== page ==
WFP mulls over Sh161.3bn funding shortfall for refugees

12Nov 2016
The Guardian Reporter
The Guardian
WFP mulls over Sh161.3bn funding shortfall for refugees

World Food Programme (WFP) plans to implement a Cash Based Transfer Pilot at Nyarugusu Refugee Camp before the end of the year. The pilot will include bi-weekly mobile money transfers to 10,000 individuals, according to WFP.

Over 177,000 Burundian refugees have crossed over into Tanzania since April 2015. Combined with the pre influx population, the total stands at over 245,000 refugees, which is above the planning figure of 240,000

Three refugee camps, namely Nyarugusu, Nduta and Mtendeli are currently operational in the country. The population at Nduta Refugee Camp is over 65,000 while that of Mtendeli Refugee Camp has reached its capacity at 51,000 refugees.

New Burundi arrivals are being hosted at Nduta Refugee Camp. WFP is providing dry food rations and Supplementary Feeding at all three camps. Hot meals are served to new arrivals at transit and reception centres, according to agency’s country report.

WFP has reported a six month shortfall covering this month to April next year as $31 million while a nine month shortfall running between this month and July next year as $52 million. A 12 month shortfall covering this month to October next year is $74 million.

“WFP is in discussions with donors to raise funds to address the funding shortfalls resulting from the increased influx of refugees,” the situation report noted in part.

Meanwhile, The German Embassy is pleased to announce a contribution of Euro 11 Million (TSH 26, 4 Billion) to assist Tanzania in coping with the continued arrival of refugees in its western regions.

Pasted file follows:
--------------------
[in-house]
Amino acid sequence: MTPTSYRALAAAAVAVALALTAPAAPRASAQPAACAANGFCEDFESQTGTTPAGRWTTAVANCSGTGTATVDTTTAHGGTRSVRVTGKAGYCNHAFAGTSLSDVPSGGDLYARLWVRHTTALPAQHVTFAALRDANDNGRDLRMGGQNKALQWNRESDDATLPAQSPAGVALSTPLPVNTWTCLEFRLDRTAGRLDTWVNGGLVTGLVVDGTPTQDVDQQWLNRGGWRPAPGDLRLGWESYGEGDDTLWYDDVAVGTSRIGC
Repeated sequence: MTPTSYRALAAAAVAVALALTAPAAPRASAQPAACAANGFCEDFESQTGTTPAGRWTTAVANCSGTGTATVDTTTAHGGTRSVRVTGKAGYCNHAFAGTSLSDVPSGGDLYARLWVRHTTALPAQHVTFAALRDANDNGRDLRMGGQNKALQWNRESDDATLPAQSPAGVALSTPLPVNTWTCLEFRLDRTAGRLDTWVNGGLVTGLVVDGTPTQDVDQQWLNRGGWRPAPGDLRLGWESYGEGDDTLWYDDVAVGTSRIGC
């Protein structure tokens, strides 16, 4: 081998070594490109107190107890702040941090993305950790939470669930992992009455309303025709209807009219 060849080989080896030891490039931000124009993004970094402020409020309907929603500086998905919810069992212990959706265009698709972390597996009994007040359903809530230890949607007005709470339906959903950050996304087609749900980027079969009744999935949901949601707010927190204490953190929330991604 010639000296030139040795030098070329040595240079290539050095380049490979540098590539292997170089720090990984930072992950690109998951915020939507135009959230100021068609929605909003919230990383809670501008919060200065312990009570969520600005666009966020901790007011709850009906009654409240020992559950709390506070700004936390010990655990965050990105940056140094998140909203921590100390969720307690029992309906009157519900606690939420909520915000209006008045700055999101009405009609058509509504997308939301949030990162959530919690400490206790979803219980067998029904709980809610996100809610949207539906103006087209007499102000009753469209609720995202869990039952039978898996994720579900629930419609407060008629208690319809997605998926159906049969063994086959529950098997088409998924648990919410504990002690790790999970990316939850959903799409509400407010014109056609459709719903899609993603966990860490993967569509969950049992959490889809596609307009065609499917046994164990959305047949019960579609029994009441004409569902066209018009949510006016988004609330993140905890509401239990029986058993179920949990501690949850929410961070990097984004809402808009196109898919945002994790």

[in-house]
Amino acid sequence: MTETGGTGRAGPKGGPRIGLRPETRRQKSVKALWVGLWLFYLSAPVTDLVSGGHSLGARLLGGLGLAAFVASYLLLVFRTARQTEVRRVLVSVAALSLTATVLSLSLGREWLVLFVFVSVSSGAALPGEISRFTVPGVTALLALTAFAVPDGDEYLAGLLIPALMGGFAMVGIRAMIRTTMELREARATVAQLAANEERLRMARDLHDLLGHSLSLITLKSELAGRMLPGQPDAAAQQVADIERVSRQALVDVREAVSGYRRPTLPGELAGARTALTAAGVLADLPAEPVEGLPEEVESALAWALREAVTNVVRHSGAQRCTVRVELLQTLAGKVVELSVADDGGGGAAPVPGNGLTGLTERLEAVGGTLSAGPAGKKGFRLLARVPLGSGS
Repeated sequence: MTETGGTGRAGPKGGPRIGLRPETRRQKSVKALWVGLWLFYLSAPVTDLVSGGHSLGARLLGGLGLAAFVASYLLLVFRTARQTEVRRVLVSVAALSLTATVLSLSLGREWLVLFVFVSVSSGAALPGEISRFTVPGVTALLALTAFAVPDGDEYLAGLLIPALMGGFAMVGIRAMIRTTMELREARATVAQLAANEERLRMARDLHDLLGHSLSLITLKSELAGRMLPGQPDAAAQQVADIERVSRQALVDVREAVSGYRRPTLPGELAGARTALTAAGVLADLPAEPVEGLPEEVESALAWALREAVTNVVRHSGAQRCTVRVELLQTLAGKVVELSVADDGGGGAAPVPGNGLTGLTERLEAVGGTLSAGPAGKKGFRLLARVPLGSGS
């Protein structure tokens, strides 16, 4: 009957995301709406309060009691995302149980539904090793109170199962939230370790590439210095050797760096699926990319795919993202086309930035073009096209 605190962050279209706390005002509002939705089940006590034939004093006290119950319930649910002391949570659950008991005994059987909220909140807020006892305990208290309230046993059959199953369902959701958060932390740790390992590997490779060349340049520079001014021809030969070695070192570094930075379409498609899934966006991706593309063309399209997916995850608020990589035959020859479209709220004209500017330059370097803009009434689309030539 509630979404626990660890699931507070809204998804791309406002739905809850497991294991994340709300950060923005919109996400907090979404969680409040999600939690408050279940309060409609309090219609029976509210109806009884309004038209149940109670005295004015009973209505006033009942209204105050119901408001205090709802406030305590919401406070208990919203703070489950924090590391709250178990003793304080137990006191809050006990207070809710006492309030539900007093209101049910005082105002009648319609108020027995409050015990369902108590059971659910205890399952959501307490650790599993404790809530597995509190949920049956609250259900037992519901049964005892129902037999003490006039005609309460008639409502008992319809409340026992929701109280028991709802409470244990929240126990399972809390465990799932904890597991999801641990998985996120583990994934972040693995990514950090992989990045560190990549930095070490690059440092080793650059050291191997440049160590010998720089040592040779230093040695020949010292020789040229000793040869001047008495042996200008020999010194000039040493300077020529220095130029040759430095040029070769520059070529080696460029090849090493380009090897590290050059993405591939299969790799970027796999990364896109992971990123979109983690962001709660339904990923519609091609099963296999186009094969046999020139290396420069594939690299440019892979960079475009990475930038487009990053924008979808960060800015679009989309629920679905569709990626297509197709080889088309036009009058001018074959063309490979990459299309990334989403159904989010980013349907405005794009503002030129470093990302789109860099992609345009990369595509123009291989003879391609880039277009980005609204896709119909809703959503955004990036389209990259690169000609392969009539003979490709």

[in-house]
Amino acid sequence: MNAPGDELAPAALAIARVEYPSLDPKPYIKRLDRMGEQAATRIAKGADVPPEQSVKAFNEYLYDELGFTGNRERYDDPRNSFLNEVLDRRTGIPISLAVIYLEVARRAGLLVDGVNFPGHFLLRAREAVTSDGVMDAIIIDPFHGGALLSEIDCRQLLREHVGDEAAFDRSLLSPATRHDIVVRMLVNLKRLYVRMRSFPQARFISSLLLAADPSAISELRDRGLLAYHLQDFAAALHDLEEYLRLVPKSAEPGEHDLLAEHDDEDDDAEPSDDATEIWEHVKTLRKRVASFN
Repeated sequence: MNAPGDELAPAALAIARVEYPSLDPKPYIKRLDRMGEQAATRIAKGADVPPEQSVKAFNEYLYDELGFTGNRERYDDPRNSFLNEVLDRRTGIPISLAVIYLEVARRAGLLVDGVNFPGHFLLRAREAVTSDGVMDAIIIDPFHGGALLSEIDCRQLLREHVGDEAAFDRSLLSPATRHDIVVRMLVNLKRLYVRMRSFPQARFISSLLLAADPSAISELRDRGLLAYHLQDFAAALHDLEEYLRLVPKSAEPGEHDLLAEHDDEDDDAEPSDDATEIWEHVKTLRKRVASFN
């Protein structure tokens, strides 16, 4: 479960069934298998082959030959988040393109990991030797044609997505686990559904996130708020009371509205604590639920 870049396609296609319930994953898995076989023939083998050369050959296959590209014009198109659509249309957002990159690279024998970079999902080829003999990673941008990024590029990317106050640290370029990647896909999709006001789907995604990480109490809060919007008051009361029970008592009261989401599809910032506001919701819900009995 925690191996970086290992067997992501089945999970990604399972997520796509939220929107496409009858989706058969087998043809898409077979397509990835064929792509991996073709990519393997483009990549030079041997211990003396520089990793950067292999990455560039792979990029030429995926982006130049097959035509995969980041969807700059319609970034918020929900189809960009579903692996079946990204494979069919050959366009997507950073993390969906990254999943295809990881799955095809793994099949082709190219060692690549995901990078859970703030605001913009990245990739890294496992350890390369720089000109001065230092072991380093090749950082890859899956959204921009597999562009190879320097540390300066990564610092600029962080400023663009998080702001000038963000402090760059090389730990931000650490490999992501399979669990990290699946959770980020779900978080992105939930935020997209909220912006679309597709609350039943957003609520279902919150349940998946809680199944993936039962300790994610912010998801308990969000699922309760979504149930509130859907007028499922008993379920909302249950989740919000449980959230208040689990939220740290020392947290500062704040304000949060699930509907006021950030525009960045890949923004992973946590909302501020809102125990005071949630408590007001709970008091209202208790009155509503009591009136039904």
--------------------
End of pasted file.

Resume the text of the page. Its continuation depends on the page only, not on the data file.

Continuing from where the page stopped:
The additional funds will help support ongoing operations of the World Food Programme, the United Nations High Commissioner for Refugees and a number of non-governmental organisations helping with the refugee situation in Tanzania.

“The Government of the Federal Republic of Germany has decided to make these funds available from the Emergency Relief Fund of the Federal Foreign Office as a sign of its solidaritywith the Government of the United Republic of Tanzania,” the Embassy statement said.

“The German government would also like to underline its commitment to burden-sharing at a time when Germany itself is host to an ever increasing number of refugees due to the crisis in the Middle East.”

As of 04 November, WFP has reported a cumulative total of 38,097mt of food commodities have been distributed to over 177,000 new Burundian refugees.

“This includes 870 mt served as hot meals to over 177,000 refugees at reception and transit centres and 35,934 mt of dry rations provided to over 177,000 refugees,” the report indicated. Dry rations include maize meal, pulses, oil, salt and super cereal.

Also the report said 45 mt of high energy biscuits and dates distributed by Caritas Kigoma, Tanzania Water and Environmental Sanitation (TWESA) and Relief to Development Society (REDESO) as ready to eat food to 75,430 refugees in transit from various reception and transit centres.

There was also 630 mt of super cereal plus provided to 36,461 children between 6-23 months and 6-59 months of age to prevent stunting and micro nutrient deficiencies, respectively.

Furthermore, 618 mt of various food commodities provided to 39,229 beneficiaries including pregnant and lactating women, children with moderate acute malnutrition, HIV patients on medication and hospital in-patients.

WFP’s co-operating partner, the Adventist Development and Relief Agency (ADRA) carries out General Food Distribution at Nyarugusu Refugee Camp, while World Vision Tanzania is doing the same at Nduta, and Mtendeli Refugee Camps.

Under a tripartite agreement with UNHCR and WFP, wet feeding - provision of hot meals, is implemented by Caritas, Tanzania Water and Environmental Sanitation (TWESA), Danish Refugee Council (DRC), International Refugee Committee (IRC) and Relief to Development Society (REDESO) at Transit/Reception Centres and at the camps.

Tanzania Red Cross Society (TRCS) and World Vision Tanzania implement the Supplementary Feeding Programme at the camps with food and human resources provided by WFP. WFP works with TRCS, World Vision Tanzania and UNICEF to deliver nutrition messaging in order to address barriers to proper child nutrition, such as inappropriate infant and young child feeding practices.